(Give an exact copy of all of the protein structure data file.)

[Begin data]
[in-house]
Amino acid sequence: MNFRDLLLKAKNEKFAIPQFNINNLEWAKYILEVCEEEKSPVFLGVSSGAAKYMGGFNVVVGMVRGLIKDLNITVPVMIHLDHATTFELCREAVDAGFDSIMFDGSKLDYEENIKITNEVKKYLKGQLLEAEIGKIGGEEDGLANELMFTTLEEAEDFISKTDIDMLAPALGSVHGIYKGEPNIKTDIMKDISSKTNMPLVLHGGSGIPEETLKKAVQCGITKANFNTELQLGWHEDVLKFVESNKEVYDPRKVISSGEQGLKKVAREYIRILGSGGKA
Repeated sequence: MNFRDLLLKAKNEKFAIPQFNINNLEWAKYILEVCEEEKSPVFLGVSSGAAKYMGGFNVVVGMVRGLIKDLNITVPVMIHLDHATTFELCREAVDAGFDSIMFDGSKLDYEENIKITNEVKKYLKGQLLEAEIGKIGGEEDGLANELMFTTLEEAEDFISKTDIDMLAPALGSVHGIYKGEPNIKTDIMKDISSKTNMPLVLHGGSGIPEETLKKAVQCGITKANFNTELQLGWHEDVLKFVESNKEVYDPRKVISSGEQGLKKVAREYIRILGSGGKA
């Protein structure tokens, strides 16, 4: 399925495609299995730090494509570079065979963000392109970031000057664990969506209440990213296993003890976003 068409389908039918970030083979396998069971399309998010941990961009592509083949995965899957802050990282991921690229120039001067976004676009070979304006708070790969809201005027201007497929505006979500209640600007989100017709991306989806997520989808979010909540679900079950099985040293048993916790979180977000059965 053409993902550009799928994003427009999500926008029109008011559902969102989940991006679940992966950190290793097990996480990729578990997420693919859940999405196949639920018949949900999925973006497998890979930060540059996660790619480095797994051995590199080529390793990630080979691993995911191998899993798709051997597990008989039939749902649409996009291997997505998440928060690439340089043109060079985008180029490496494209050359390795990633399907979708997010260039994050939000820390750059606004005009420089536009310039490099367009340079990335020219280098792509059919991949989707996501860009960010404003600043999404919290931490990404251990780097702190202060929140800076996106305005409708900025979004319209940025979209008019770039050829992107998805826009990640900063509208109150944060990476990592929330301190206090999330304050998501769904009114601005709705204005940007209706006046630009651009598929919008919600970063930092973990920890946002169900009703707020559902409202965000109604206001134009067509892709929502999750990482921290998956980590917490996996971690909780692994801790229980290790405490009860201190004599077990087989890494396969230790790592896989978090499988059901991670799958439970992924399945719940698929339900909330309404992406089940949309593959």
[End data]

[in-house]
Amino acid sequence: MNFRDLLLKAKNEKFAIPQFNINNLEWAKYILEVCEEEKSPVFLGVSSGAAKYMGGFNVVVGMVRGLIKDLNITVPVMIHLDHATTFELCREAVDAGFDSIMFDGSKLDYEENIKITNEVKKYLKGQLLEAEIGKIGGEEDGLANELMFTTLEEAEDFISKTDIDMLAPALGSVHGIYKGEPNIKTDIMKDISSKTNMPLVLHGGSGIPEETLKKAVQCGITKANFNTELQLGWHEDVLKFVESNKEVYDPRKVISSGEQGLKKVAREYIRILGSGGKA
Repeated sequence: MNFRDLLLKAKNEKFAIPQFNINNLEWAKYILEVCEEEKSPVFLGVSSGAAKYMGGFNVVVGMVRGLIKDLNITVPVMIHLDHATTFELCREAVDAGFDSIMFDGSKLDYEENIKITNEVKKYLKGQLLEAEIGKIGGEEDGLANELMFTTLEEAEDFISKTDIDMLAPALGSVHGIYKGEPNIKTDIMKDISSKTNMPLVLHGGSGIPEETLKKAVQCGITKANFNTELQLGWHEDVLKFVESNKEVYDPRKVISSGEQGLKKVAREYIRILGSGGKA
């Protein structure tokens, strides 16, 4: 399925495609299995730090494509570079065979963000392109970031000057664990969506209440990213296993003890976003 068409389908039918970030083979396998069971399309998010941990961009592509083949995965899957802050990282991921690229120039001067976004676009070979304006708070790969809201005027201007497929505006979500209640600007989100017709991306989806997520989808979010909540679900079950099985040293048993916790979180977000059965 053409993902550009799928994003427009999500926008029109008011559902969102989940991006679940992966950190290793097990996480990729578990997420693919859940999405196949639920018949949900999925973006497998890979930060540059996660790619480095797994051995590199080529390793990630080979691993995911191998899993798709051997597990008989039939749902649409996009291997997505998440928060690439340089043109060079985008180029490496494209050359390795990633399907979708997010260039994050939000820390750059606004005009420089536009310039490099367009340079990335020219280098792509059919991949989707996501860009960010404003600043999404919290931490990404251990780097702190202060929140800076996106305005409708900025979004319209940025979209008019770039050829992107998805826009990640900063509208109150944060990476990592929330301190206090999330304050998501769904009114601005709705204005940007209706006046630009651009598929919008919600970063930092973990920890946002169900009703707020559902409202965000109604206001134009067509892709929502999750990482921290998956980590917490996996971690909780692994801790229980290790405490009860201190004599077990087989890494396969230790790592896989978090499988059901991670799958439970992924399945719940698929339900909330309404992406089940949309593959």